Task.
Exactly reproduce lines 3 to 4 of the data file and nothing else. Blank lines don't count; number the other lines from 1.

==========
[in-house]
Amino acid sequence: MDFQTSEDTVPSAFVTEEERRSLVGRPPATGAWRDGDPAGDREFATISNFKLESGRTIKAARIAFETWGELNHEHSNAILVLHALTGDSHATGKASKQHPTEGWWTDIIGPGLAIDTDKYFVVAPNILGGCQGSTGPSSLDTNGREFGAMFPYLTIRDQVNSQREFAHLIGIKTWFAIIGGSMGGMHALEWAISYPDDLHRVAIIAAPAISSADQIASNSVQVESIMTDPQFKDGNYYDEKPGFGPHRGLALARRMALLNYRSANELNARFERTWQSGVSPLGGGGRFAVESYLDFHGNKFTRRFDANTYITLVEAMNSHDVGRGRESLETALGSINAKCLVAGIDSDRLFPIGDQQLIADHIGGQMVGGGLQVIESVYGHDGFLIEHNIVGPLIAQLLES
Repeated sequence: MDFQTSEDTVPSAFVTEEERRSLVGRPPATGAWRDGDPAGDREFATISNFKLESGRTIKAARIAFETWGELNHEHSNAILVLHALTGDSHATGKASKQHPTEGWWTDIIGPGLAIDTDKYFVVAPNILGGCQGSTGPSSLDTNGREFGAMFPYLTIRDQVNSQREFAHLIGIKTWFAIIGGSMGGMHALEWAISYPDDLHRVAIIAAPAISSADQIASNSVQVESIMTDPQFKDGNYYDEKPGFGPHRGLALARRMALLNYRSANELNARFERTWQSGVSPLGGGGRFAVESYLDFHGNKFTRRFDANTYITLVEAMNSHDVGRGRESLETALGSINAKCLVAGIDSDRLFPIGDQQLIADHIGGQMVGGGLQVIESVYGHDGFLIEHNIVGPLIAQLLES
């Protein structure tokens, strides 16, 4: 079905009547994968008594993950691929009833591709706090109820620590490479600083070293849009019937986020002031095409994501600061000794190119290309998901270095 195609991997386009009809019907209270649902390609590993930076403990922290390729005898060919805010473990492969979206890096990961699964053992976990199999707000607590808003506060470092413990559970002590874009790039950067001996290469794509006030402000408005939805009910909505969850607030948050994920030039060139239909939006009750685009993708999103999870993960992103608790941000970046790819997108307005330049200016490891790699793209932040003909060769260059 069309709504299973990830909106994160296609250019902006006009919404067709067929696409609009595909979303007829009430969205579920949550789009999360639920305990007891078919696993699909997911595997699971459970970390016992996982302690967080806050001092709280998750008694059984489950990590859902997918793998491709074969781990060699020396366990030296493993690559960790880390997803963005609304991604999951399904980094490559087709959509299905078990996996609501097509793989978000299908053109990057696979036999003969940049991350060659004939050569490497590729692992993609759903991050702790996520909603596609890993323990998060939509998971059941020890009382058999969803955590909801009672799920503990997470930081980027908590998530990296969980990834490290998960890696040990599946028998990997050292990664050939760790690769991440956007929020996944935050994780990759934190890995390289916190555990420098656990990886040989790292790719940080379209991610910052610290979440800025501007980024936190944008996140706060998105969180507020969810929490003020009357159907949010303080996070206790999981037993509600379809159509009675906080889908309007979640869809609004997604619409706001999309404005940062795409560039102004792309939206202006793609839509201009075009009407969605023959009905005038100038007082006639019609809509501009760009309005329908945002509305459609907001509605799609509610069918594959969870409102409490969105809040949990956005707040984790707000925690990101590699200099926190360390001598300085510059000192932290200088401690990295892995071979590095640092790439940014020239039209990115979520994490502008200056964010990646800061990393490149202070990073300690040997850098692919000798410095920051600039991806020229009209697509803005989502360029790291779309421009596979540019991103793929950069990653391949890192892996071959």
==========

Repeated sequence: MDFQTSEDTVPSAFVTEEERRSLVGRPPATGAWRDGDPAGDREFATISNFKLESGRTIKAARIAFETWGELNHEHSNAILVLHALTGDSHATGKASKQHPTEGWWTDIIGPGLAIDTDKYFVVAPNILGGCQGSTGPSSLDTNGREFGAMFPYLTIRDQVNSQREFAHLIGIKTWFAIIGGSMGGMHALEWAISYPDDLHRVAIIAAPAISSADQIASNSVQVESIMTDPQFKDGNYYDEKPGFGPHRGLALARRMALLNYRSANELNARFERTWQSGVSPLGGGGRFAVESYLDFHGNKFTRRFDANTYITLVEAMNSHDVGRGRESLETALGSINAKCLVAGIDSDRLFPIGDQQLIADHIGGQMVGGGLQVIESVYGHDGFLIEHNIVGPLIAQLLES
């Protein structure tokens, strides 16, 4: 079905009547994968008594993950691929009833591709706090109820620590490479600083070293849009019937986020002031095409994501600061000794190119290309998901270095 195609991997386009009809019907209270649902390609590993930076403990922290390729005898060919805010473990492969979206890096990961699964053992976990199999707000607590808003506060470092413990559970002590874009790039950067001996290469794509006030402000408005939805009910909505969850607030948050994920030039060139239909939006009750685009993708999103999870993960992103608790941000970046790819997108307005330049200016490891790699793209932040003909060769260059 069309709504299973990830909106994160296609250019902006006009919404067709067929696409609009595909979303007829009430969205579920949550789009999360639920305990007891078919696993699909997911595997699971459970970390016992996982302690967080806050001092709280998750008694059984489950990590859902997918793998491709074969781990060699020396366990030296493993690559960790880390997803963005609304991604999951399904980094490559087709959509299905078990996996609501097509793989978000299908053109990057696979036999003969940049991350060659004939050569490497590729692992993609759903991050702790996520909603596609890993323990998060939509998971059941020890009382058999969803955590909801009672799920503990997470930081980027908590998530990296969980990834490290998960890696040990599946028998990997050292990664050939760790690769991440956007929020996944935050994780990759934190890995390289916190555990420098656990990886040989790292790719940080379209991610910052610290979440800025501007980024936190944008996140706060998105969180507020969810929490003020009357159907949010303080996070206790999981037993509600379809159509009675906080889908309007979640869809609004997604619409706001999309404005940062795409560039102004792309939206202006793609839509201009075009009407969605023959009905005038100038007082006639019609809509501009760009309005329908945002509305459609907001509605799609509610069918594959969870409102409490969105809040949990956005707040984790707000925690990101590699200099926190360390001598300085510059000192932290200088401690990295892995071979590095640092790439940014020239039209990115979520994490502008200056964010990646800061990393490149202070990073300690040997850098692919000798410095920051600039991806020229009209697509803005989502360029790291779309421009596979540019991103793929950069990653391949890192892996071959």